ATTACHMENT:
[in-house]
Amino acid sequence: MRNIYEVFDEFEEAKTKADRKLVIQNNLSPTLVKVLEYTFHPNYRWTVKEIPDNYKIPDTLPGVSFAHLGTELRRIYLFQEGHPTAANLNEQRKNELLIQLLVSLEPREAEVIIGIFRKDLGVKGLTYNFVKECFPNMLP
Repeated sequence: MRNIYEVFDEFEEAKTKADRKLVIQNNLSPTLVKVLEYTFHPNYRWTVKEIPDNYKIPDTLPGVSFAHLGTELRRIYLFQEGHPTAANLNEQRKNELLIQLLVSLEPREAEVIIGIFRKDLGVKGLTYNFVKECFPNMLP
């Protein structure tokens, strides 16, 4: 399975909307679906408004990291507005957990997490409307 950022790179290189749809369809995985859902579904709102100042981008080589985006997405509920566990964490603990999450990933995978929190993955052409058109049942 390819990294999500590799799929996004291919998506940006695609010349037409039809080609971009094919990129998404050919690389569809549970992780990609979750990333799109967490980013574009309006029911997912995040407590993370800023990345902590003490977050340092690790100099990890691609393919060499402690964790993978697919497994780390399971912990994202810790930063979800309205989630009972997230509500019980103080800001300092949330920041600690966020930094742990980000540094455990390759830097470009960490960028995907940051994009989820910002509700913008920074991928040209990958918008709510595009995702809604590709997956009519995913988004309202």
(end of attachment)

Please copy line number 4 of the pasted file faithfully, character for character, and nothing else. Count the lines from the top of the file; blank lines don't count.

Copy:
């Protein structure tokens, strides 16, 4: 399975909307679906408004990291507005957990997490409307 950022790179290189749809369809995985859902579904709102100042981008080589985006997405509920566990964490603990999450990933995978929190993955052409058109049942 390819990294999500590799799929996004291919998506940006695609010349037409039809080609971009094919990129998404050919690389569809549970992780990609979750990333799109967490980013574009309006029911997912995040407590993370800023990345902590003490977050340092690790100099990890691609393919060499402690964790993978697919497994780390399971912990994202810790930063979800309205989630009972997230509500019980103080800001300092949330920041600690966020930094742990980000540094455990390759830097470009960490960028995907940051994009989820910002509700913008920074991928040209990958918008709510595009995702809604590709997956009519995913988004309202």